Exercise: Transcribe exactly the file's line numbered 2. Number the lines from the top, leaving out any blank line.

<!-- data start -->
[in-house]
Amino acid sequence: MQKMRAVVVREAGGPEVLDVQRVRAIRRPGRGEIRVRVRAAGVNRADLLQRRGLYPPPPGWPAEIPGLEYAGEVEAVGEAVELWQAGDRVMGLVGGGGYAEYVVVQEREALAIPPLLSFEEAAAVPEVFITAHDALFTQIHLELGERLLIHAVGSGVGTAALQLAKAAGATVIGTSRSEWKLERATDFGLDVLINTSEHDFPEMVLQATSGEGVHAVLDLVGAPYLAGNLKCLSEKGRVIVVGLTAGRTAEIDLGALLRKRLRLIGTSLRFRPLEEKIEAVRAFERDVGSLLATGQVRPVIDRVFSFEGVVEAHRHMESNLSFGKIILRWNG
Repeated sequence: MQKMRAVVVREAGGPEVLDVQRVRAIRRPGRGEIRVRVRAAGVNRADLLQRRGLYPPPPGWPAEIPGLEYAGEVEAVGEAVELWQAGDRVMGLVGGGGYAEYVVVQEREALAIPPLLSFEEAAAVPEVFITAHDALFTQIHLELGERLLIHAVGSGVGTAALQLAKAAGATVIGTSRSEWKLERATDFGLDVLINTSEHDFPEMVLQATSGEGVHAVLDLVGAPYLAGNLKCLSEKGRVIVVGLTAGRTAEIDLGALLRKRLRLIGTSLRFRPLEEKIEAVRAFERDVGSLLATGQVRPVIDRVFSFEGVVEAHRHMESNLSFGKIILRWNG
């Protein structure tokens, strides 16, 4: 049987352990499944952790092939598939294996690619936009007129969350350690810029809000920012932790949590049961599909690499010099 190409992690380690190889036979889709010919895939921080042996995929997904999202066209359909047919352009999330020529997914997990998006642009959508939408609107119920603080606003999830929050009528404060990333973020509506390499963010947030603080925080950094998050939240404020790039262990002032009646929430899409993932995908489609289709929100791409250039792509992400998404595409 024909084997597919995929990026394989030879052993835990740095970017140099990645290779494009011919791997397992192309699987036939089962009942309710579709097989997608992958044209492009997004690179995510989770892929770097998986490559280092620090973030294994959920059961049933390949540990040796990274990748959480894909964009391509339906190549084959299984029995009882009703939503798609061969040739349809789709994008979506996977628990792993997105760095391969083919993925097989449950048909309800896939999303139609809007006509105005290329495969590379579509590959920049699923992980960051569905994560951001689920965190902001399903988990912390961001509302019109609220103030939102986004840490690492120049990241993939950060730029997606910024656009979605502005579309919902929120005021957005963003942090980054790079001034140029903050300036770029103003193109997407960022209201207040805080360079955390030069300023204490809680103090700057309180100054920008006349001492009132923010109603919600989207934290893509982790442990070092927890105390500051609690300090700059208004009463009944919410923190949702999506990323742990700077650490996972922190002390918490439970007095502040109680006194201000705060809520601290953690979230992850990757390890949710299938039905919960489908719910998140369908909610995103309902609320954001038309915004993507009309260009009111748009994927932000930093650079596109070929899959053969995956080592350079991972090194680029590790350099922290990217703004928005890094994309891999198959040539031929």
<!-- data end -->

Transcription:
Amino acid sequence: MQKMRAVVVREAGGPEVLDVQRVRAIRRPGRGEIRVRVRAAGVNRADLLQRRGLYPPPPGWPAEIPGLEYAGEVEAVGEAVELWQAGDRVMGLVGGGGYAEYVVVQEREALAIPPLLSFEEAAAVPEVFITAHDALFTQIHLELGERLLIHAVGSGVGTAALQLAKAAGATVIGTSRSEWKLERATDFGLDVLINTSEHDFPEMVLQATSGEGVHAVLDLVGAPYLAGNLKCLSEKGRVIVVGLTAGRTAEIDLGALLRKRLRLIGTSLRFRPLEEKIEAVRAFERDVGSLLATGQVRPVIDRVFSFEGVVEAHRHMESNLSFGKIILRWNG